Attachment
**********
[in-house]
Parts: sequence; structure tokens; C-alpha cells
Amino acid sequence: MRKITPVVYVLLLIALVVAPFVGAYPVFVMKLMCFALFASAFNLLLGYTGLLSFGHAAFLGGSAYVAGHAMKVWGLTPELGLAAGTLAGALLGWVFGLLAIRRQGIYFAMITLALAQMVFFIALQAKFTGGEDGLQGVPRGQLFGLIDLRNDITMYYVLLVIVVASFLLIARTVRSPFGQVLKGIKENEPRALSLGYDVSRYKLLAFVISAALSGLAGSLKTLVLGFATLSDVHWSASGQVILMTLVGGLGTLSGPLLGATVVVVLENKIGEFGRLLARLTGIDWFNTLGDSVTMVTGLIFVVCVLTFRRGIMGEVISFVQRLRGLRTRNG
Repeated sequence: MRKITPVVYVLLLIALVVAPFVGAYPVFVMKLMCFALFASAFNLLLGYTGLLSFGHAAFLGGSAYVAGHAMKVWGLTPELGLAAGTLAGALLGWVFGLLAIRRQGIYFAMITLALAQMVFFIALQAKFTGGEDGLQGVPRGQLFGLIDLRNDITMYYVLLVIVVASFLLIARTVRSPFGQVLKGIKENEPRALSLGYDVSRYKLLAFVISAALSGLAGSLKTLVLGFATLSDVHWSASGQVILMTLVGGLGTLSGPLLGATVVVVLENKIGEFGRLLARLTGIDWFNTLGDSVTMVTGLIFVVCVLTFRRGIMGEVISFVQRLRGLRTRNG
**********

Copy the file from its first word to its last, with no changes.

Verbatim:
[in-house]
Parts: sequence; structure tokens; C-alpha cells
Amino acid sequence: MRKITPVVYVLLLIALVVAPFVGAYPVFVMKLMCFALFASAFNLLLGYTGLLSFGHAAFLGGSAYVAGHAMKVWGLTPELGLAAGTLAGALLGWVFGLLAIRRQGIYFAMITLALAQMVFFIALQAKFTGGEDGLQGVPRGQLFGLIDLRNDITMYYVLLVIVVASFLLIARTVRSPFGQVLKGIKENEPRALSLGYDVSRYKLLAFVISAALSGLAGSLKTLVLGFATLSDVHWSASGQVILMTLVGGLGTLSGPLLGATVVVVLENKIGEFGRLLARLTGIDWFNTLGDSVTMVTGLIFVVCVLTFRRGIMGEVISFVQRLRGLRTRNG
Repeated sequence: MRKITPVVYVLLLIALVVAPFVGAYPVFVMKLMCFALFASAFNLLLGYTGLLSFGHAAFLGGSAYVAGHAMKVWGLTPELGLAAGTLAGALLGWVFGLLAIRRQGIYFAMITLALAQMVFFIALQAKFTGGEDGLQGVPRGQLFGLIDLRNDITMYYVLLVIVVASFLLIARTVRSPFGQVLKGIKENEPRALSLGYDVSRYKLLAFVISAALSGLAGSLKTLVLGFATLSDVHWSASGQVILMTLVGGLGTLSGPLLGATVVVVLENKIGEFGRLLARLTGIDWFNTLGDSVTMVTGLIFVVCVLTFRRGIMGEVISFVQRLRGLRTRNG